This is the main portion of the game at the moment. You do mission after mission, mostly repeating yourself over and over.

It feels like filler, really. But hey, it's a way to keep you occupied while waiting for the timers to count down, I suppose.

Yep, there are timers for contracts as well as events. Contracts see you paying someone to fetch new gear and allies. Usually it takes up to eight hours, but predictably, you can pay to speed the process up.

Events haven't been activated in the pre-release build, but I'd imagine they involve Guild battles and other ways to earn new equipment.

Another thing that's currently unavailable is the Abstergo Credit purchases. These Credits can be earned in missions and bought through the in-game shop. You can spend them on packs of items, allies, and weapons. The packs seem to be randomised, so it's probably similar to buying a pack of Pokemon cards or football stickers.


The reason you're looking to improve your gear, your character, and your allies is so you can fare better in the Guild vs Guild battles. These are Ubisoft's biggest boast, allowing for up to 20v20 multiplayer battles.

Assassin's Creed MemoriesSo yep, it's the card battling portion and plays like most other card games, really. You could effectively replace "Guild" with "Deck", for instance. You want to beat your opponent and can increase your odds by having superior stats, tactics, and special moves (courtesy of your allies).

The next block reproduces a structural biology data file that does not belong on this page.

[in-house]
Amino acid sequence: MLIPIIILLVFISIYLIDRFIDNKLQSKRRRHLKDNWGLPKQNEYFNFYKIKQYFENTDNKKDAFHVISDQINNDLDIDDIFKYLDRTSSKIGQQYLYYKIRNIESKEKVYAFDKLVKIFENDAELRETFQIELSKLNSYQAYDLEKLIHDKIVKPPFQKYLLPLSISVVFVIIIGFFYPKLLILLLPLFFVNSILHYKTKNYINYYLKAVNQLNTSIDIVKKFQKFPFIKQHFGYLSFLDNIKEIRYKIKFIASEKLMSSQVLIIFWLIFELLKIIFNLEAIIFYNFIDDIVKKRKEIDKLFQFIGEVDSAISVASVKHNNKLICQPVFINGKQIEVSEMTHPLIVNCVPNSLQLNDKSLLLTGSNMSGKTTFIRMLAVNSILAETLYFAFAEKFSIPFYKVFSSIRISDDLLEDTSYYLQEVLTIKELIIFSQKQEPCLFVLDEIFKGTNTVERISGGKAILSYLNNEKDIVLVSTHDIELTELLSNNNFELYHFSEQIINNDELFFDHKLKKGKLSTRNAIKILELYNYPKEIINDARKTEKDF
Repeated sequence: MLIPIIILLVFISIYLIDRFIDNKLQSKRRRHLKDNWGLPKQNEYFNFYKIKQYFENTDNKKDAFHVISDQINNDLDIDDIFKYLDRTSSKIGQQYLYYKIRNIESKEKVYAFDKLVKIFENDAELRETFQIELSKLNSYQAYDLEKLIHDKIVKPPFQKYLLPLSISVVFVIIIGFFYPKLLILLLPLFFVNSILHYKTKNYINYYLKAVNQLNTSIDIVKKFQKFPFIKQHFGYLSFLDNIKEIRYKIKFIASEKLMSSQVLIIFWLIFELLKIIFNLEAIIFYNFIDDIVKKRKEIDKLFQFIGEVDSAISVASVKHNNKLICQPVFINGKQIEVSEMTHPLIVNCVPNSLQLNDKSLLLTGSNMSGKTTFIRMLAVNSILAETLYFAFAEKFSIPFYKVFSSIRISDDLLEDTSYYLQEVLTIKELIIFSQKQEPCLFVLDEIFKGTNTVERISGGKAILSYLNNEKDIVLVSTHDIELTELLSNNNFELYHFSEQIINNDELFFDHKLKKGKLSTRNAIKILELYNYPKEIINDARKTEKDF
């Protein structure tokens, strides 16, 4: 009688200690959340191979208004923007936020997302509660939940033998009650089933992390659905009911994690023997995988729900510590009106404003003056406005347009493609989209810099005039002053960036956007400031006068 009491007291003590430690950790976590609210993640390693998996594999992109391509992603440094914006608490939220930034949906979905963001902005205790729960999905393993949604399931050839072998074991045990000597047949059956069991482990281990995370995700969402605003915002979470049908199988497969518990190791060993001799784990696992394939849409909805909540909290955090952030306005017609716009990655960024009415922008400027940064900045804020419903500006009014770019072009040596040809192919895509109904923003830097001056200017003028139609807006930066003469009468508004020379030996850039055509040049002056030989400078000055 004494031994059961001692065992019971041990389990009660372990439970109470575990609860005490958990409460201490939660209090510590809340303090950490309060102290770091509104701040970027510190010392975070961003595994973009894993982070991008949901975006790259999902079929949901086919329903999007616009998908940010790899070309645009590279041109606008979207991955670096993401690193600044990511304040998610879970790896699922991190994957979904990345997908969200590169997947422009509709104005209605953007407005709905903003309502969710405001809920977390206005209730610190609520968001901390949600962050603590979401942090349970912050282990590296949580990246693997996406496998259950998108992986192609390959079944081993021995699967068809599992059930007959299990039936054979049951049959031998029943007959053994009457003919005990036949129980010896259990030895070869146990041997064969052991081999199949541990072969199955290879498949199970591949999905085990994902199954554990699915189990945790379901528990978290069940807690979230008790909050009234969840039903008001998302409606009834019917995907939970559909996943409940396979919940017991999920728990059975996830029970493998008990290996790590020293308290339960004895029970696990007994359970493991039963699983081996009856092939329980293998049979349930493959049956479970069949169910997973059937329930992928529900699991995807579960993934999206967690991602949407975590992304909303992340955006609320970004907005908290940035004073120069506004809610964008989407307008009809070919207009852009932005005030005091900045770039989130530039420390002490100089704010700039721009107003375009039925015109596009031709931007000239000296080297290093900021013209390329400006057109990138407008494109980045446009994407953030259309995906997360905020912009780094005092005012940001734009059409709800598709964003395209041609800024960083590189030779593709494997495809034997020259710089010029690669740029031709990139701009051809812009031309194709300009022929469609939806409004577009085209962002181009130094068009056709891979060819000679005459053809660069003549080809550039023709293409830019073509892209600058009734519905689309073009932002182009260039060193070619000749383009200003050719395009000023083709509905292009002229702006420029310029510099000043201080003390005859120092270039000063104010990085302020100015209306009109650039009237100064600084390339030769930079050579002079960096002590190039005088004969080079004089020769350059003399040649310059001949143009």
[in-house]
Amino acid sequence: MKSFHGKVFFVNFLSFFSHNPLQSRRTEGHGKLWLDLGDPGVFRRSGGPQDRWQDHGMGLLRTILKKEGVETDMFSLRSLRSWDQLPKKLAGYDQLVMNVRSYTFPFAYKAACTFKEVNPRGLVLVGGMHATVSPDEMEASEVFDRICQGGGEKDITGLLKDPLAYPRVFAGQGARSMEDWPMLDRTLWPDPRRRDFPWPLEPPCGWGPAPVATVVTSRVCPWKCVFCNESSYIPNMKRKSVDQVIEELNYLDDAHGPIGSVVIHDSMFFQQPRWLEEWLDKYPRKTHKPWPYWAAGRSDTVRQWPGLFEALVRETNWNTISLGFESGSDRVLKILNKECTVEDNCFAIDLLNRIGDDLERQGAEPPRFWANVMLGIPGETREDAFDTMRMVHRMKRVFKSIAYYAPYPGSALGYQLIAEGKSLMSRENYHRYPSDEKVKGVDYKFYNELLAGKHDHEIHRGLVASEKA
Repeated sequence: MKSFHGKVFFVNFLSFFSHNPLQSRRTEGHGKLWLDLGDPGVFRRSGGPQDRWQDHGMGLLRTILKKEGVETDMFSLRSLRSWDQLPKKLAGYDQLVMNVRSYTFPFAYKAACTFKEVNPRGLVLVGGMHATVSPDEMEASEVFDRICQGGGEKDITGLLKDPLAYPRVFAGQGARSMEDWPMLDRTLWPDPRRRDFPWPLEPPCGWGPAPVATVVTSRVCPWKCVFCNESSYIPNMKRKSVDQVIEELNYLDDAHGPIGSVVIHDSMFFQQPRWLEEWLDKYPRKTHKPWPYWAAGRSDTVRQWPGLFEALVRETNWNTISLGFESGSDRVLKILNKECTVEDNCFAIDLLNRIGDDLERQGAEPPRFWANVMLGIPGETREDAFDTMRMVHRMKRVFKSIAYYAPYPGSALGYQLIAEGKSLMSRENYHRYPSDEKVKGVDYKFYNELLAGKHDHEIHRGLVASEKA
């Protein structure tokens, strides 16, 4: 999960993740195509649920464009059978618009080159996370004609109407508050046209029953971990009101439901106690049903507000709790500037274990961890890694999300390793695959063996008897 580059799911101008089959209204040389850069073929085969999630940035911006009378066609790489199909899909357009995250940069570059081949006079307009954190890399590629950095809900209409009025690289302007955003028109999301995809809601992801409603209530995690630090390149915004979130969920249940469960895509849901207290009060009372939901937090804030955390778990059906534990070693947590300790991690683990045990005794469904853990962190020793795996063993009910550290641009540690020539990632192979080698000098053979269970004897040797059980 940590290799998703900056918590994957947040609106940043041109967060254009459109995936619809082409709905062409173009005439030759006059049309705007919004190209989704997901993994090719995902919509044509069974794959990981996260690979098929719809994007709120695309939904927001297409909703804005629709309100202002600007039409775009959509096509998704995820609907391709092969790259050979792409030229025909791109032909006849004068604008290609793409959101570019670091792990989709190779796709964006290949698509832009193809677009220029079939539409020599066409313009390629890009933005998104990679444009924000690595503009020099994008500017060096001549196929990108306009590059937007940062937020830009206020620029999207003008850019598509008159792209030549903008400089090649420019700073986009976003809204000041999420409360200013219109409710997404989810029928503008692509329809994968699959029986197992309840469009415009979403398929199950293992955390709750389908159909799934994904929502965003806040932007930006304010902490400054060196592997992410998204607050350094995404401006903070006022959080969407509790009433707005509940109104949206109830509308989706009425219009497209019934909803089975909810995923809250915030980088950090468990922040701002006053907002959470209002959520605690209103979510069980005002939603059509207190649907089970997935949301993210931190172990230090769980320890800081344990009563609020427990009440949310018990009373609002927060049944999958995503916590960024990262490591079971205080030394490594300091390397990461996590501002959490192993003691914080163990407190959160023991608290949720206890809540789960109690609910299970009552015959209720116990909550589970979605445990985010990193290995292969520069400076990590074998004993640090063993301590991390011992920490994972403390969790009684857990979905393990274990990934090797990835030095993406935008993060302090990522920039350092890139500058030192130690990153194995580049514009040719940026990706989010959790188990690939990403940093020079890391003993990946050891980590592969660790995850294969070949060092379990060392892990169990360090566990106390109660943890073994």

From the little of these battles I've played, it seems that the allies you have are critical to success. As such, you're able to merge them to improve their melee and ranged attacks and defences. Unfortunately, I've not been able to play more to get a fuller impression.

Assassin's Creed Memories will please fans looking for a casual menu-based RPG and card battler, then. You'll see familiar faces and get to be revisit the history-based fiction they exist in.

I found it a shame that the RPG portion of the game felt like a way to bide your time while you wait for other events to countdown. I'm sure a much more engrossing RPG experience is possible using the Assassin's Creed universe.

The other point of note is that it has some performance issues currently. This is certainly something Ubisoft could fix before its global release, though.

Lastly, I would have preferred for Ubisoft to focus on lessening the repetitiveness of the missions by adding more depth to them.

That is, rather than producing animations and pointless mini-games that add little to the experience as they have (and add to the grating repetition).

The thought that purveyed my time with Assassin's Creed Memories is that it would be better as two separate games.

An effort has been made to provide a single player RPG and a multiplayer card battler in one package. I've mostly spent my time with the former and found it feels far too subservient to the card battling portion to warrant a long time playing it.

Unfortunately, with the timers and shallow missions on offer, it's clear that it's meant as just that - a time sink.